In my previous post I presented main causes that leading to trigger points developments and not only within muscles. No doubt autoimmune diseases as well including systemic diseases can lead to trigger points developments. In such a case only our treatment alone will not help, most likely rheumatologist’s  involvement including medications will be needed. But trigger points is a trigger points with the same morphology as well different methodologies of trigger point therapy.

 

You said :”Thanks all for participating in this discussion, and glad the awareness is growing and trigger point knowledge/treatment is getting incorporated into your practice, whatever it is.  That, to me, is by far the most important thing.

Agree with you, and hope to hear from you again. Most important , we should remember is, that out there , many methodologies that allow successfully treat conditions, as well we should remember that there is room for your skills improvement. I try to remember it, and it works for me, hopefully for others too.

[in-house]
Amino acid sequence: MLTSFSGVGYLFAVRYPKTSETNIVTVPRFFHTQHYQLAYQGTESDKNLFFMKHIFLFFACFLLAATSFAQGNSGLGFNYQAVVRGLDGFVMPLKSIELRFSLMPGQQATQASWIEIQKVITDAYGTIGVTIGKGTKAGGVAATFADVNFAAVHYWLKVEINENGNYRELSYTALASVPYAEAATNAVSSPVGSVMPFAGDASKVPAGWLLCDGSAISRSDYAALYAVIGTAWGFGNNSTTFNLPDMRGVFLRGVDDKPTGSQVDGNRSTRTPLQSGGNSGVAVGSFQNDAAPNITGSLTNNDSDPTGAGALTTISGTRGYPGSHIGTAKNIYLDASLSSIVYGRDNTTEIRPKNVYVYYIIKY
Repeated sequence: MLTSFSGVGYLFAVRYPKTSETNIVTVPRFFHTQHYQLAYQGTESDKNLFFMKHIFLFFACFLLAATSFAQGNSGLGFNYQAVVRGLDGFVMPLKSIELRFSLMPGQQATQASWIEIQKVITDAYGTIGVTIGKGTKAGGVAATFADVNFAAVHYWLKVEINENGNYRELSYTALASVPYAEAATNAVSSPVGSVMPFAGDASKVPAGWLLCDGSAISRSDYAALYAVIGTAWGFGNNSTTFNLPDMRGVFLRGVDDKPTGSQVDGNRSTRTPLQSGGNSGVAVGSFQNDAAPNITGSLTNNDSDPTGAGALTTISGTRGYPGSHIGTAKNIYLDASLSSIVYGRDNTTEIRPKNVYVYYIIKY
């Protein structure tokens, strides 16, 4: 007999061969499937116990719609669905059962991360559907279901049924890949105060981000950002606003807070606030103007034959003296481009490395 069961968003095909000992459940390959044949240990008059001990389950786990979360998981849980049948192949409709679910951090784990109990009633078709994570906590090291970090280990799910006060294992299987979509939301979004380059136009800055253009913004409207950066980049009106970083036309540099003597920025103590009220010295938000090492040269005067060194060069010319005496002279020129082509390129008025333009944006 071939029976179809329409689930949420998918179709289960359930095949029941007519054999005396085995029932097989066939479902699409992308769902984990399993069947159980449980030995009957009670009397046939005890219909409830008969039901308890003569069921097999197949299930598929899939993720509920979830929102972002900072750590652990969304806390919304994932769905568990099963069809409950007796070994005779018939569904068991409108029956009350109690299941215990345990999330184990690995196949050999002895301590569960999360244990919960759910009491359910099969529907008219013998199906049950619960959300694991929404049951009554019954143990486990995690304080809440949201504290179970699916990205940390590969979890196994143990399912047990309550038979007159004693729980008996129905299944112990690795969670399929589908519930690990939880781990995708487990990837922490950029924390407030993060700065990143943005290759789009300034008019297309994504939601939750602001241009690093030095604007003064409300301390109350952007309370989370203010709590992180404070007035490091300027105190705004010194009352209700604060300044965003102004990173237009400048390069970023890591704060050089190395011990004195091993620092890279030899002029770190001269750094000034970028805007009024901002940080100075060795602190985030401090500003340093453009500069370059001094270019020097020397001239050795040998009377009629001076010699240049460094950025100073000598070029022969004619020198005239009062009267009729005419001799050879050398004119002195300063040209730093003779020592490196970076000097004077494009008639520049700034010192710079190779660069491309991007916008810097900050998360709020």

Best wishes.

Boris

PS. I have tried to order your book:”  self trigger point therapy for tension headaches.” It didn't allow me to get through . I have very bad skills to use all Internet services, but in any case doublechecking. This weekend my son will help me to order.

 

Comment by Noel Norwick on August 31, 2011 at 5:22pm
Hi Valerie:  Thanks for the links & for further explaining your perspective on the topic.
Comment by Valerie DeLaune, LAc on August 31, 2011 at 12:37pm